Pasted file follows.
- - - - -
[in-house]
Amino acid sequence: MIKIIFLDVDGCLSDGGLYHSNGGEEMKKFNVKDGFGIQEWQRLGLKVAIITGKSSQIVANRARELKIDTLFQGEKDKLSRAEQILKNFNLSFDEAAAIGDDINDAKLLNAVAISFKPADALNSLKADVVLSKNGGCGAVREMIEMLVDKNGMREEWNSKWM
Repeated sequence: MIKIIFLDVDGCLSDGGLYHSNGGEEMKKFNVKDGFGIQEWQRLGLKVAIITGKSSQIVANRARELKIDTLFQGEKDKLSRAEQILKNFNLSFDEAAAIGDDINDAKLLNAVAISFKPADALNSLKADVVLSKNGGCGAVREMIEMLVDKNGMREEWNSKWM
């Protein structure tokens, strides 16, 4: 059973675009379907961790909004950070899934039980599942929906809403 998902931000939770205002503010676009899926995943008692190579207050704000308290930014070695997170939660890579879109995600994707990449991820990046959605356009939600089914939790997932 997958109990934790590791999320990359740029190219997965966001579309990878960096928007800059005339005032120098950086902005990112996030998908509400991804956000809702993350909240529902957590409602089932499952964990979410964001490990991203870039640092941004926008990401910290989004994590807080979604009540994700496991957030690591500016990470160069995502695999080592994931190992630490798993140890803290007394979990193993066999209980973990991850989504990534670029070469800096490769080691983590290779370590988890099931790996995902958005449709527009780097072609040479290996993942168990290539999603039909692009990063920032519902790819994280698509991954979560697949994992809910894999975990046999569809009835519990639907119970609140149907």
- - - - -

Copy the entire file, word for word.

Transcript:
[in-house]
Amino acid sequence: MIKIIFLDVDGCLSDGGLYHSNGGEEMKKFNVKDGFGIQEWQRLGLKVAIITGKSSQIVANRARELKIDTLFQGEKDKLSRAEQILKNFNLSFDEAAAIGDDINDAKLLNAVAISFKPADALNSLKADVVLSKNGGCGAVREMIEMLVDKNGMREEWNSKWM
Repeated sequence: MIKIIFLDVDGCLSDGGLYHSNGGEEMKKFNVKDGFGIQEWQRLGLKVAIITGKSSQIVANRARELKIDTLFQGEKDKLSRAEQILKNFNLSFDEAAAIGDDINDAKLLNAVAISFKPADALNSLKADVVLSKNGGCGAVREMIEMLVDKNGMREEWNSKWM
């Protein structure tokens, strides 16, 4: 059973675009379907961790909004950070899934039980599942929906809403 998902931000939770205002503010676009899926995943008692190579207050704000308290930014070695997170939660890579879109995600994707990449991820990046959605356009939600089914939790997932 997958109990934790590791999320990359740029190219997965966001579309990878960096928007800059005339005032120098950086902005990112996030998908509400991804956000809702993350909240529902957590409602089932499952964990979410964001490990991203870039640092941004926008990401910290989004994590807080979604009540994700496991957030690591500016990470160069995502695999080592994931190992630490798993140890803290007394979990193993066999209980973990991850989504990534670029070469800096490769080691983590290779370590988890099931790996995902958005449709527009780097072609040479290996993942168990290539999603039909692009990063920032519902790819994280698509991954979560697949994992809910894999975990046999569809009835519990639907119970609140149907």